Walmart’s U.S. CEO: Toys Will Have Biggest Christmas in Years

November 13, 2015, 4:06 PM UTC
Photograph by Gunnar Rathbun — Invision for Walmart

Walmart U.S. CEO Greg Foran has made a bold prediction: toys will have their biggest holiday season in years.

Toymakers have finally learned how to make toys more interesting to kids: by stealing some of the thunder from the makers of electronics, whose products have commanded so much of kids’ attention in the last few holiday seasons.

Some toys Walmart (WMT) expects to do well this season include the Air Hogs Star Wars Millennium Flacon R/C Vehicle, the Disney Frozen Sing-A-Long Elsa Doll, and Fisher-Price’s Bright Beats Dance and Move Beatbo. Why? Because they integrate intricate electronics with the classic approach to toys.

“I think this department is probably going to be in for the biggest Christmas it has had in a long time. And we’re already starting to see it,” Foran told reporters on a tour this week of a Walmart in Secaucus, N.J. as he stopped in the toy section. “I think a lot of it is because of the electronic componentry now getting put into these toys, and they’re becoming interesting again for customers.”

While Walmart can expect aggressive competition from (AMZN), Target (TGT), and Toys R Us, the discount retailer will likely benefit from an industrywide bumper year for toys.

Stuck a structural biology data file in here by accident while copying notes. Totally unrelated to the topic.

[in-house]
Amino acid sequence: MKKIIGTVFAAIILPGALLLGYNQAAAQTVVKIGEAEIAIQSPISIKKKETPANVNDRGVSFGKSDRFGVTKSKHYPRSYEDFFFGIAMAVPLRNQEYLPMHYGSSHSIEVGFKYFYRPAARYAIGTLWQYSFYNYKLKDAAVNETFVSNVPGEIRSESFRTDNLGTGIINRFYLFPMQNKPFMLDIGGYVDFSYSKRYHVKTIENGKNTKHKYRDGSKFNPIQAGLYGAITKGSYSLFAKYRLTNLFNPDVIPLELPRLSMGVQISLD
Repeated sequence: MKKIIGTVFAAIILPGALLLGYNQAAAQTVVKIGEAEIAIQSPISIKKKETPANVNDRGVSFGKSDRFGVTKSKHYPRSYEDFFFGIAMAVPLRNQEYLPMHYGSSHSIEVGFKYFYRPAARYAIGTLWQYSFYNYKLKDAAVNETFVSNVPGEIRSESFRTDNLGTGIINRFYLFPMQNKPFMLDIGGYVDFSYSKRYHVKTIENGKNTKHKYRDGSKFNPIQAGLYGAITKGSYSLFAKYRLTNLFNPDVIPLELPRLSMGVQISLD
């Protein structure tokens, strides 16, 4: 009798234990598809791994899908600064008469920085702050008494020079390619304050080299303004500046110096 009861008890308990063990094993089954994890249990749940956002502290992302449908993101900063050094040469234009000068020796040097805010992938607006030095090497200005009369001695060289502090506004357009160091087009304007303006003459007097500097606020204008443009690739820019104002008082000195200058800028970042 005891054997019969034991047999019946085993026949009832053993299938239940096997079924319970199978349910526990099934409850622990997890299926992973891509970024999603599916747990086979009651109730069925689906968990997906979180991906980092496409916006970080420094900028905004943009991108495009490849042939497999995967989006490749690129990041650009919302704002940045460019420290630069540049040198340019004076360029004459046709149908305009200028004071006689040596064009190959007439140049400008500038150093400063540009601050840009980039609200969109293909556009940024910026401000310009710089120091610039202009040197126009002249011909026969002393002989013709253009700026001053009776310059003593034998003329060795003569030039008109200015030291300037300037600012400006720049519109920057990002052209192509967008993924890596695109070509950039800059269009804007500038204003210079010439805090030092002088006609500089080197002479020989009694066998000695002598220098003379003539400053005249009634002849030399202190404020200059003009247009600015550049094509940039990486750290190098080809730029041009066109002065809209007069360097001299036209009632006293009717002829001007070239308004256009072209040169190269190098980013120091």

The NPD Group has said that in the first half of 215, U.S. toy industry sales rose 6.5%. And Juli Lennett, senior vice president of the U.S. toys division at NPD, fully expects that torrid pace to continue into the key holiday season, when about half of annual toy sales occur. In fact, 2015 looks to be one of the biggest years for toy sales in the last decade.

“Technology integrated into toys is bringing some of the older kids back into the toy market,” Lennett told Fortune.

While Foran has said he wants Walmart stores to look neater, he will allow the toy areas to overflow with merchandise for the eight-week holiday season rush. That is principally to avoid a backlog in stock rooms and allow more workers to be out on the sales floor helping customers rather than rushing back and forth to replenish the shelves.

Despite the anticipated bonanza, Foran expects competition on price to be tough this season. Last year, Walmart’s U.S. comparable sales rose only modestly during the holiday quarter, something the company wants to improve upon.

“We see customers using mobile phones, scanning items, and checking prices, trying to see whether we have the product on line, and probably checking some of our competitors online,” Foran said. “We’ve got to be really good at this.”

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